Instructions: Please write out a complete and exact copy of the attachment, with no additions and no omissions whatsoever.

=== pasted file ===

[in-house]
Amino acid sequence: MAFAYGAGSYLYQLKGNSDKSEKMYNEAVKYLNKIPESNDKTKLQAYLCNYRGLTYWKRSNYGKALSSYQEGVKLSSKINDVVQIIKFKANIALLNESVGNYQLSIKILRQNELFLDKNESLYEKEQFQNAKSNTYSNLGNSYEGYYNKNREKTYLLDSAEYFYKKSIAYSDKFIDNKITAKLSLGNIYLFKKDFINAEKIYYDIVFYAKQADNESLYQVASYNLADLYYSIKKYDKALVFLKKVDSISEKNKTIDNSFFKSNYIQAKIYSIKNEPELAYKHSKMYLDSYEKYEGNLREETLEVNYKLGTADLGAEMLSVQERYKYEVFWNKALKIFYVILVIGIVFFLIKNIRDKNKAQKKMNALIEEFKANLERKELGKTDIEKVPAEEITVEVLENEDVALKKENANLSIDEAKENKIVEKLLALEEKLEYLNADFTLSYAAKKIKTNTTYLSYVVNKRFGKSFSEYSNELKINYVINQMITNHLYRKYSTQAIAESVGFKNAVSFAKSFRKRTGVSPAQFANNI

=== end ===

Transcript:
[in-house]
Amino acid sequence: MAFAYGAGSYLYQLKGNSDKSEKMYNEAVKYLNKIPESNDKTKLQAYLCNYRGLTYWKRSNYGKALSSYQEGVKLSSKINDVVQIIKFKANIALLNESVGNYQLSIKILRQNELFLDKNESLYEKEQFQNAKSNTYSNLGNSYEGYYNKNREKTYLLDSAEYFYKKSIAYSDKFIDNKITAKLSLGNIYLFKKDFINAEKIYYDIVFYAKQADNESLYQVASYNLADLYYSIKKYDKALVFLKKVDSISEKNKTIDNSFFKSNYIQAKIYSIKNEPELAYKHSKMYLDSYEKYEGNLREETLEVNYKLGTADLGAEMLSVQERYKYEVFWNKALKIFYVILVIGIVFFLIKNIRDKNKAQKKMNALIEEFKANLERKELGKTDIEKVPAEEITVEVLENEDVALKKENANLSIDEAKENKIVEKLLALEEKLEYLNADFTLSYAAKKIKTNTTYLSYVVNKRFGKSFSEYSNELKINYVINQMITNHLYRKYSTQAIAESVGFKNAVSFAKSFRKRTGVSPAQFANNI